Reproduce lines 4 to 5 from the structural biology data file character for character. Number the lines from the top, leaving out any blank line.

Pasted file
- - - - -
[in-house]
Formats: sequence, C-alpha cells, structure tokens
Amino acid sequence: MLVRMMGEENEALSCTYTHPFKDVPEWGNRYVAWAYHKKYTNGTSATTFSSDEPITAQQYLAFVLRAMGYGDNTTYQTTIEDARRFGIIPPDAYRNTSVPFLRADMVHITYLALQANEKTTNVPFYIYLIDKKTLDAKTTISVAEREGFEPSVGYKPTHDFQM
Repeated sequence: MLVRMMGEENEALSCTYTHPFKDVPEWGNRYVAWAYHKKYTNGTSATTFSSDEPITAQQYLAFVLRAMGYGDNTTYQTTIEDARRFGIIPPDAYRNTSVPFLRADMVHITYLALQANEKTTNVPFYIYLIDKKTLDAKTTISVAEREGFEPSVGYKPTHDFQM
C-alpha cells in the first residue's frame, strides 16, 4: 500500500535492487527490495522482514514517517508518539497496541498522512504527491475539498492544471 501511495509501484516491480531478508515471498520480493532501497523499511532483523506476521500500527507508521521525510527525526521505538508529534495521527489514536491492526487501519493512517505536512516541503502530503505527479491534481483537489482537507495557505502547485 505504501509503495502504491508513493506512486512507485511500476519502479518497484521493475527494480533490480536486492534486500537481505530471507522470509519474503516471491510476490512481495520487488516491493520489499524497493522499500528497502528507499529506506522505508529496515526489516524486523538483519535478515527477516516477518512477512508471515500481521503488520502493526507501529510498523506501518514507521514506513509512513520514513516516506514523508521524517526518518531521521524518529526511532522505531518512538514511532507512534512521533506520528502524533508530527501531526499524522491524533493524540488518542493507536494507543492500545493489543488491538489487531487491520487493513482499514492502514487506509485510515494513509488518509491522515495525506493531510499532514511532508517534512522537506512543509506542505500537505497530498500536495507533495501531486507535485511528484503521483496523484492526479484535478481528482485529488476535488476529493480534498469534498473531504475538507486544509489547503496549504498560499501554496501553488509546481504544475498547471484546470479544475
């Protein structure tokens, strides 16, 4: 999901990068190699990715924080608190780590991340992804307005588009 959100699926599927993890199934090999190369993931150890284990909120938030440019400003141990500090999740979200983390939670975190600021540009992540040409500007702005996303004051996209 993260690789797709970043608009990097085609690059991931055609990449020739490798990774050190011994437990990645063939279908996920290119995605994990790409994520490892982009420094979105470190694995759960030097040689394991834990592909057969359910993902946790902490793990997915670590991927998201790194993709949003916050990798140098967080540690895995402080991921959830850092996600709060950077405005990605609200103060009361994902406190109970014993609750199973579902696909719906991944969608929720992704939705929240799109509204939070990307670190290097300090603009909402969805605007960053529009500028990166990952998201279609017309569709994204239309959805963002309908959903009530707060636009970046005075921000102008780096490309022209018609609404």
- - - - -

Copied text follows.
Repeated sequence: MLVRMMGEENEALSCTYTHPFKDVPEWGNRYVAWAYHKKYTNGTSATTFSSDEPITAQQYLAFVLRAMGYGDNTTYQTTIEDARRFGIIPPDAYRNTSVPFLRADMVHITYLALQANEKTTNVPFYIYLIDKKTLDAKTTISVAEREGFEPSVGYKPTHDFQM
C-alpha cells in the first residue's frame, strides 16, 4: 500500500535492487527490495522482514514517517508518539497496541498522512504527491475539498492544471 501511495509501484516491480531478508515471498520480493532501497523499511532483523506476521500500527507508521521525510527525526521505538508529534495521527489514536491492526487501519493512517505536512516541503502530503505527479491534481483537489482537507495557505502547485 505504501509503495502504491508513493506512486512507485511500476519502479518497484521493475527494480533490480536486492534486500537481505530471507522470509519474503516471491510476490512481495520487488516491493520489499524497493522499500528497502528507499529506506522505508529496515526489516524486523538483519535478515527477516516477518512477512508471515500481521503488520502493526507501529510498523506501518514507521514506513509512513520514513516516506514523508521524517526518518531521521524518529526511532522505531518512538514511532507512534512521533506520528502524533508530527501531526499524522491524533493524540488518542493507536494507543492500545493489543488491538489487531487491520487493513482499514492502514487506509485510515494513509488518509491522515495525506493531510499532514511532508517534512522537506512543509506542505500537505497530498500536495507533495501531486507535485511528484503521483496523484492526479484535478481528482485529488476535488476529493480534498469534498473531504475538507486544509489547503496549504498560499501554496501553488509546481504544475498547471484546470479544475